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April 24, 1953 • 'This is a stickup. Everyone stand still.' The Southwest Bank robbery

April 24, 1953 • 'This is a stickup. Everyone stand still.' The Southwest Bank robbery

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Look Back: Southwest Bank Robbery, 1953

The scene outside Southwest Bank, at Kingshighway and Southwest Avenue, about 10:30 a.m. on Friday, April 24, 1953. Three robbers burst into the bank at 10:19 a.m. and announced a holdup. Police officers Melburn Stein and Robert Heitz, patrolling two blocks away, were first to the scene. On the sidewalk between the two cars are officer Stein (left) and the gang's ringleader, Fred W. Bowerman, who had used a female customer as a human shield to try to escape. Stein saw and opening and shot Bowerman. When this photo was taken, two robbers still were inside.  (Jack January/Post-Dispatch)

ST. LOUIS • It was Friday — pay day — and bank teller Alice Ruzicka was ready for the rush. Eva Hamilton waited to cash a check for her boss. Salvation Army worker Myrtle Howard sought donations at the front door.

At 10:19 a.m., three masked men rushed past Howard and into the lobby of Southwest Bank, Kingshighway and Southwest Avenue. Swinging a sawed-off shotgun, ringleader Fred Bowerman jumped onto a counter and shouted, "This is a holdup! Everybody stand still!"

Bowerman, a seasoned criminal still in the trade at 60, had earned his way onto the FBI's 10 Most Wanted. He knew a fat target — the neighborhood bank had $200,000 in handy cash for paychecks. Bowerman and his cronies from Chicago planned their moves in nearby Tower Grove Park. But they ran out of luck on April 24, 1953, taken down in one of the St. Louis Police Department's proudest moments.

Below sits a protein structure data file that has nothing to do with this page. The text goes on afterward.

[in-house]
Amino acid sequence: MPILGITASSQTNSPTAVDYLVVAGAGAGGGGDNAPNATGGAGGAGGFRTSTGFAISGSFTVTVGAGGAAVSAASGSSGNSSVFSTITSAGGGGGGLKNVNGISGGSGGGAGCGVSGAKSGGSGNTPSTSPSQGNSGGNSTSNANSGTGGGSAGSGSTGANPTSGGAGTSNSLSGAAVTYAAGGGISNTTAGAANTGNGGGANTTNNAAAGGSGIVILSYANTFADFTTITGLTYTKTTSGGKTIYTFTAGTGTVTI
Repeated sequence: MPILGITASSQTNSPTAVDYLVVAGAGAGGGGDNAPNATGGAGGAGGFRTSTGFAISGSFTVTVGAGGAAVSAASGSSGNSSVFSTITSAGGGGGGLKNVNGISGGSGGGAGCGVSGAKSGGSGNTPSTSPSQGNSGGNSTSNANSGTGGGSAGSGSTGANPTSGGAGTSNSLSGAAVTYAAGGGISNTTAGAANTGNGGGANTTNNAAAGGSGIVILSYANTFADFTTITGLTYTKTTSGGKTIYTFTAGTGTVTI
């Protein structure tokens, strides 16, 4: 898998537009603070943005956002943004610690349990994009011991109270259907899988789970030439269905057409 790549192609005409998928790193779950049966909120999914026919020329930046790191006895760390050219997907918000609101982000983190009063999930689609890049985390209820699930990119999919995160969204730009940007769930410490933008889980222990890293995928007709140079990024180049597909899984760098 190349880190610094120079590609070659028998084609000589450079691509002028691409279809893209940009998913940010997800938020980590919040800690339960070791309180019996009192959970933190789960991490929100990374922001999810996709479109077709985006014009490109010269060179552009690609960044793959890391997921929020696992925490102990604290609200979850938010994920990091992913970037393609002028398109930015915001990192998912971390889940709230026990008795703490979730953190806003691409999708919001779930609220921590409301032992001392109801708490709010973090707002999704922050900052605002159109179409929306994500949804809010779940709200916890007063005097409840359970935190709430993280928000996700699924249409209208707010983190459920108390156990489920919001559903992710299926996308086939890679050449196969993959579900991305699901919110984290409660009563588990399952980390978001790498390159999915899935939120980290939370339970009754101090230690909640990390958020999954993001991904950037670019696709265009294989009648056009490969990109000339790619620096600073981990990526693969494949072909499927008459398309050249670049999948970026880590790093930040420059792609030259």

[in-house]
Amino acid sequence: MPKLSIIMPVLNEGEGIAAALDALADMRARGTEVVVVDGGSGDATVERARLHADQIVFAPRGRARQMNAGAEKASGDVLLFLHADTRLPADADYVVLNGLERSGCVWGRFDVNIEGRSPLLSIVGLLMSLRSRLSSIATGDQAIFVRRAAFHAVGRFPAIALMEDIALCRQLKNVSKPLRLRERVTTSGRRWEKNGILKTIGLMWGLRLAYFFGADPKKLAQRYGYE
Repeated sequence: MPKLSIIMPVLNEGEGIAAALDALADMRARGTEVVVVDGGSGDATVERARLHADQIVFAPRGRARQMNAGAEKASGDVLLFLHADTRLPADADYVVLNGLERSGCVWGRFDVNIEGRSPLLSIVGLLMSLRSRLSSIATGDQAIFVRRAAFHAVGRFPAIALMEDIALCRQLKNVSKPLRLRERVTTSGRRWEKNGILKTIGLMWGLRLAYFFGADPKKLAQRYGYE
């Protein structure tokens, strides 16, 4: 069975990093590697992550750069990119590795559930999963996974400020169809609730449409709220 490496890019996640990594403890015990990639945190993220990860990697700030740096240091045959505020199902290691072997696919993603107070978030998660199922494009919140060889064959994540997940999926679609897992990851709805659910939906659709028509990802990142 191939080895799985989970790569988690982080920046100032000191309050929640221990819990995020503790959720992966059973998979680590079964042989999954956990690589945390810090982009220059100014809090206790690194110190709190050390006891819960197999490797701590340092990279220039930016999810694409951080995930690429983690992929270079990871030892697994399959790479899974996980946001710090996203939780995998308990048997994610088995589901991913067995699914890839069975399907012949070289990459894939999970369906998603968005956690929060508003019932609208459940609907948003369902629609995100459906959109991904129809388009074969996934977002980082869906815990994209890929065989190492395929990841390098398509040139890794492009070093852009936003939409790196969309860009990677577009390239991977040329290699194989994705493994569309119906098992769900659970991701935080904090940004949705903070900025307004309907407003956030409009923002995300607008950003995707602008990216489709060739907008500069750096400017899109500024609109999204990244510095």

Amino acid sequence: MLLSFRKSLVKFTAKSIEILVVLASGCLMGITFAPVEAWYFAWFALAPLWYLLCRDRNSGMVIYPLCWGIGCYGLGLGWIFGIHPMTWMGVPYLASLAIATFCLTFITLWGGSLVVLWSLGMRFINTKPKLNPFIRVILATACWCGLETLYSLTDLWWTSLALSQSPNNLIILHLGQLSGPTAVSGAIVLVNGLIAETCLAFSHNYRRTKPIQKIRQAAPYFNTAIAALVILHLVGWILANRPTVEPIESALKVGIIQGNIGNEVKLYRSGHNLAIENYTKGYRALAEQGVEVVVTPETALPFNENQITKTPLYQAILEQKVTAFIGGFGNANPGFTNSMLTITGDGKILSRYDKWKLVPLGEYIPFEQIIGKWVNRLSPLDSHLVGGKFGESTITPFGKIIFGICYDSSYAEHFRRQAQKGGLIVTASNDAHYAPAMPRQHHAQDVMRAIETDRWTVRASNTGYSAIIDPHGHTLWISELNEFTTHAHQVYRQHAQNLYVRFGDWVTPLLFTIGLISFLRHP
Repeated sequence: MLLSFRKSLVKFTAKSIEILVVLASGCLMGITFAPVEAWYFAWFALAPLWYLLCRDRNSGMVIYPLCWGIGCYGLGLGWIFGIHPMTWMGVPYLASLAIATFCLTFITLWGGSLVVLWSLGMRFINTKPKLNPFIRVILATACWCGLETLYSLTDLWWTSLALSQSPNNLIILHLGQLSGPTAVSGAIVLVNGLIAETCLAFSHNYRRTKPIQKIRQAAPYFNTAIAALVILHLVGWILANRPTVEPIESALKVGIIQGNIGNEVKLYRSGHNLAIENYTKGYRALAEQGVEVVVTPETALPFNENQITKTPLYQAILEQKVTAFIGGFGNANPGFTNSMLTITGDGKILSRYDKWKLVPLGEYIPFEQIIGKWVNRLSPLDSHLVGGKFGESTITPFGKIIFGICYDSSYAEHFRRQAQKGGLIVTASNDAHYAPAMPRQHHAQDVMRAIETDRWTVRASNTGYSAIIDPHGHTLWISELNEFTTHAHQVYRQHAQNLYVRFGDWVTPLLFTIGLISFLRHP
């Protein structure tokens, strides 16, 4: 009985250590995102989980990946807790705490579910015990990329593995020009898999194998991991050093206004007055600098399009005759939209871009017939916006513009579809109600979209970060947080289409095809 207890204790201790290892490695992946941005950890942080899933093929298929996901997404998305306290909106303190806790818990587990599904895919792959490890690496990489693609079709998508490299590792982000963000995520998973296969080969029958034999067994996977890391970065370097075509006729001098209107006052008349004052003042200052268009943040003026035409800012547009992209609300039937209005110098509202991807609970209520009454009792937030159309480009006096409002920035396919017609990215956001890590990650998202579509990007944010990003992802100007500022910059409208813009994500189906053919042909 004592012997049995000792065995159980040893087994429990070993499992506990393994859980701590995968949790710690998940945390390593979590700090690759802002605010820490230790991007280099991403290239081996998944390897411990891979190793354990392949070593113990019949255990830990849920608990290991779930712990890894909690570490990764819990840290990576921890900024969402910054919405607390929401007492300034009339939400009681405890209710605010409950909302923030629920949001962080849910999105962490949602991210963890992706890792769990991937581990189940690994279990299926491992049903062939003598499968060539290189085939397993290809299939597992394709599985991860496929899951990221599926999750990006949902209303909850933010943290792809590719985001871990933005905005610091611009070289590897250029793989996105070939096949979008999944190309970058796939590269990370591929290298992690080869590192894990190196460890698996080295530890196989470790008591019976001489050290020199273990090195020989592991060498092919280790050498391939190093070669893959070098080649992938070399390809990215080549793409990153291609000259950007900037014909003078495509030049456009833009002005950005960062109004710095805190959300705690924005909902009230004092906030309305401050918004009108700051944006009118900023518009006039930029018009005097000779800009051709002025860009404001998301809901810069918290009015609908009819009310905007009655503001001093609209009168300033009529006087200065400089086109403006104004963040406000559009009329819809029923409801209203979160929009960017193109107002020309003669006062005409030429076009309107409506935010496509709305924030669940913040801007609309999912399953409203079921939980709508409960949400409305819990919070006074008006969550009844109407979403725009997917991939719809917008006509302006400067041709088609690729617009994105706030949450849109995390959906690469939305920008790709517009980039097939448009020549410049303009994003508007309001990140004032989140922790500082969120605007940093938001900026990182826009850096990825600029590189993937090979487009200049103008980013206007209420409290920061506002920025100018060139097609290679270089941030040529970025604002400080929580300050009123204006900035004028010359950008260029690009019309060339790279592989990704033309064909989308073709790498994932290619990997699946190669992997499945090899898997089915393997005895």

Photos: The Southwest Bank robbery of 1953

Ruzicka struck the foot alarm, one of three turned in by employees. Telephone repairman Joseph Bauer, working in a side room, dialed police and said, "I can see a holdup going on."

Police officer Melburn Stein and Cpl. Robert Heitz, two blocks away on Kingshighway, took the radio call at 10:21 a.m. Bowerman and two accomplices had stuffed $140,769 into a bag when Stein took the front door and Heitz rushed for the side door.

The getaway driver sped away.

Heitz traded pistol shots with two robbers but was knocked down by a blast from Bowerman's shotgun. Stein fired from the front door, then took cover behind a newspaper box.

By then, everybody was on the floor — customers, employees, robbers and the bank's directors, who had been meeting when gunfire erupted. "Grab a woman," shouted Bowerman, who picked on Hamilton. He shoved the shotgun into her back and pushed her toward the front door.

Frank Vito turned to fellow robber William Scholl and said, "I can't take a pinch." Vito shot himself in the head.

As more officers arrived, Bowerman pushed Hamilton outside. Stein saw an opening and fired twice, hitting Bowerman. Hamilton fell to the sidewalk, breaking her wrists. Post-Dispatch photographer Jack January, who reached the scene by following a speeding police car, took pictures.

Inside, Scholl surrendered. Despite 40 gunshots and tear-gas shells, no one else was hurt. Police found the getaway car six blocks away and, three days later, caught up with driver Glenn Chernick in Chicago. In 1959, "The Great St. Louis Bank Robbery" hit the theaters. In the cast was young Steve McQueen.

Bowerman died a week after the robbery. Scholl and Chernik drew long sentences. Heitz recovered. 


Read more stories from Tim O'Neil's Look Back series.

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